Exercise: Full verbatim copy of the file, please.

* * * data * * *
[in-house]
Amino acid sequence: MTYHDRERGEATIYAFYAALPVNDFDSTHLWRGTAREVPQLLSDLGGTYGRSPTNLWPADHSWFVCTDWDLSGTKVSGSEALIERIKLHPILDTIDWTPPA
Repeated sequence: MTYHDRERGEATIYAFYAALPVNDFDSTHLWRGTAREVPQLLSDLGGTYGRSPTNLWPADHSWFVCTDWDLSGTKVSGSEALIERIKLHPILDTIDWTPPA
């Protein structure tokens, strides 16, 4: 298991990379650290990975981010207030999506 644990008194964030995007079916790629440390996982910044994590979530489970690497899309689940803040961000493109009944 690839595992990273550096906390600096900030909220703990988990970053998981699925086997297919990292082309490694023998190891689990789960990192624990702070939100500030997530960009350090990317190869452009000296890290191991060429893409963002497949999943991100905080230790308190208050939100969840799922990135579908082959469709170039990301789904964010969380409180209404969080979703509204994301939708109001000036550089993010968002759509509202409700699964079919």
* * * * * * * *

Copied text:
[in-house]
Amino acid sequence: MTYHDRERGEATIYAFYAALPVNDFDSTHLWRGTAREVPQLLSDLGGTYGRSPTNLWPADHSWFVCTDWDLSGTKVSGSEALIERIKLHPILDTIDWTPPA
Repeated sequence: MTYHDRERGEATIYAFYAALPVNDFDSTHLWRGTAREVPQLLSDLGGTYGRSPTNLWPADHSWFVCTDWDLSGTKVSGSEALIERIKLHPILDTIDWTPPA
């Protein structure tokens, strides 16, 4: 298991990379650290990975981010207030999506 644990008194964030995007079916790629440390996982910044994590979530489970690497899309689940803040961000493109009944 690839595992990273550096906390600096900030909220703990988990970053998981699925086997297919990292082309490694023998190891689990789960990192624990702070939100500030997530960009350090990317190869452009000296890290191991060429893409963002497949999943991100905080230790308190208050939100969840799922990135579908082959469709170039990301789904964010969380409180209404969080979703509204994301939708109001000036550089993010968002759509509202409700699964079919």